Health & Wellbeing after a Stroke – A Group for Stroke Survivors in Carlisle & Brampton
Published: 12th October 2018
Health and wellbeing groups in north Cumbria are helping people living with the effects of stroke to become and stay independent.
The Early Supported Stroke Discharge teams (ESSD), from Cumbria Partnership NHS Foundation Trust and North Cumbria University Hospitals Trust, are working in partnership with the Stroke Association to provide a four week course which provides practical information and resources for stroke survivors, families and their carers.
The course covers topics such as; what a stroke is, how to help to reduce the risk of stroke and advice on how to cope with the difficulties experienced by many people following a stroke.
Facilitated and funded by the Stoke Association the course is already changing lives of people who have had a stroke, such as 65 year old Norman Dodd from Carlisle. Norman had a stroke earlier this year and took part in the most recent wellbeing group he said:
“With the right treatment and determination to get well I was doing the exercises I had been shown. In a few days I made some progress. I was being positive; in my mind I was feeling that I can do it, not that I can’t. I lived on a hill and set goals to be able to drive again. The biggest drive for me was to be independent. Thanks to these people (NHS & Stroke Association) I was able to do it. These girls are fantastic. I would recommend the group to others; they helped give me the right mind set. My biggest achievement is being able to stand up here and communicate with the group today.”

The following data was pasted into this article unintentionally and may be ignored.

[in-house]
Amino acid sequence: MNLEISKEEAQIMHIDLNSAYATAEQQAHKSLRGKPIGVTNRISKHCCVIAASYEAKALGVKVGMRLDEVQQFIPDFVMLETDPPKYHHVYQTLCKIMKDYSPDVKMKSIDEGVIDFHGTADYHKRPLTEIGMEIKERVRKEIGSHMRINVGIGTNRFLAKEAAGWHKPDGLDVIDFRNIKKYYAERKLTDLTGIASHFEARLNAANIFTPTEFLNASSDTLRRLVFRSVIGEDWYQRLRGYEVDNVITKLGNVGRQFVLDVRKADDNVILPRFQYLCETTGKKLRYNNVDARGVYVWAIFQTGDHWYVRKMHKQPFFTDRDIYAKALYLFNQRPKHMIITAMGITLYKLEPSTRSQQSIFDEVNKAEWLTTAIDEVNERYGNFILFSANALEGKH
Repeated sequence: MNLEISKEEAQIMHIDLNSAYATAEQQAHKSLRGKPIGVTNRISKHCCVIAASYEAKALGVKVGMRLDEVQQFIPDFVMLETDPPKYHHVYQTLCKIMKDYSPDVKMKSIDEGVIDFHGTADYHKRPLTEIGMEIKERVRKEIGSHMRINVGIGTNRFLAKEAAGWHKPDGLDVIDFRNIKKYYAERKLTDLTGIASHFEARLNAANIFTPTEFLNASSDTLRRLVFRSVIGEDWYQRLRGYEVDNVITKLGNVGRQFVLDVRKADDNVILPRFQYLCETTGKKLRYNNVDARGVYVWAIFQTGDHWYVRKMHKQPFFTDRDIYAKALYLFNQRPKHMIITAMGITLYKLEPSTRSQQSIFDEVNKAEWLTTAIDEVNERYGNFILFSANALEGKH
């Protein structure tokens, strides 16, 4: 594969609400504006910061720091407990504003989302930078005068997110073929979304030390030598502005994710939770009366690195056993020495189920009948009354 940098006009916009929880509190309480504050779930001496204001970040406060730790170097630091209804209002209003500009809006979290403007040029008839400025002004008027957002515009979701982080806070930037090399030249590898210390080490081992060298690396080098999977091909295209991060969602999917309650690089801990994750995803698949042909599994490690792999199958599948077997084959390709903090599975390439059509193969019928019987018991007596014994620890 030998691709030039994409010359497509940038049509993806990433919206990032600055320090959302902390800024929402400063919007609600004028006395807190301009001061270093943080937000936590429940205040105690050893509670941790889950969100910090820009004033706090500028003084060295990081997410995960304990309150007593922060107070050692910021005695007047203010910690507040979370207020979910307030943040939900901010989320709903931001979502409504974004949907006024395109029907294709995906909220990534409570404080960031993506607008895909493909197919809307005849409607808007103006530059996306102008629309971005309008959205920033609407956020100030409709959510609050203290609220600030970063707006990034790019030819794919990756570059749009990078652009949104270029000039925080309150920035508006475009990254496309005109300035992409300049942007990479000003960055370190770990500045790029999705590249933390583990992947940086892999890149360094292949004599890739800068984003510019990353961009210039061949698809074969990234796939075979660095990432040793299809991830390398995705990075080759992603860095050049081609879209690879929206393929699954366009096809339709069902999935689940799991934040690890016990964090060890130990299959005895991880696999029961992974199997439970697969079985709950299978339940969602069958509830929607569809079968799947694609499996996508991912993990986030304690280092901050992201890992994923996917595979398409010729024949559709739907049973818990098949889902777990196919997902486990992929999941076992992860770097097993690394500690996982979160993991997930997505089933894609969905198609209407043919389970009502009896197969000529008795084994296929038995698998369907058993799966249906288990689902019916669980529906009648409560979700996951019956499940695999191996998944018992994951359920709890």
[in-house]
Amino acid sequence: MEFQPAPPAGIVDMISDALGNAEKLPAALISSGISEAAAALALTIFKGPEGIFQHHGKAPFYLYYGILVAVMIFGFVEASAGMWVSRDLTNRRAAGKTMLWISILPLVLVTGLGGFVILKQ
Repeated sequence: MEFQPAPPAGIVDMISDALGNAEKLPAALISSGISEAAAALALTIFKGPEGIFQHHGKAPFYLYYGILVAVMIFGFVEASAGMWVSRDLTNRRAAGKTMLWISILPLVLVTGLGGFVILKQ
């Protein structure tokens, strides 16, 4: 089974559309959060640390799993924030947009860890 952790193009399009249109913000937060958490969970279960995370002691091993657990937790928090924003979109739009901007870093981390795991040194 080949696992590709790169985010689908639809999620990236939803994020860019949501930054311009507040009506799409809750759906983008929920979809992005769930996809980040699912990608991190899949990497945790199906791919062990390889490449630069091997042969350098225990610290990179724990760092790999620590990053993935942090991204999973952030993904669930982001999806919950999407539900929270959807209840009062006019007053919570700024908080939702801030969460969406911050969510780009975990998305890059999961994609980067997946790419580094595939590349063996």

Sophie Turner, ESSD team Occupational Therapist explained how the group are able to help patients in a number of different ways thanks to the wide range of organisations who support the course. “Representatives from Age UK and MIND, the mental health charity, are among some of the organisations who have attended our sessions and answered questions from the group.
“Susie Tate from Healing Arts also come along and provided dance therapy activities, as well as ‘movement breaks’ led by team physiotherapist, Jo Goodfellow.
“There is a focus on the benefits of keeping as mobile as possible, getting back to normal routines, setting goals, healthy eating, and re-building life after stroke.
“There have been some informative discussions led by Lisa Pearce, a stroke specialist nurse from the Cumberland Infirmary on stroke risk factors and how to help reduce these risks.
“Perhaps one of the most important aspects of the group is being able to provide the opportunity for people to share their experiences with other stroke survivors. I have felt inspired by their stories and I know they are, in themselves, their best resource!”
The Stroke Association have a wealth of information on driving, smoking, balance, bereavement, advice for carers and many others. Visit www.stroke.org.uk for more information.
Link to the ESSD webpage & leaflets - https://www.cumbriapartnership.nhs.uk/our-services/specialist-services/early-supported-stroke-discharge-essd-teams
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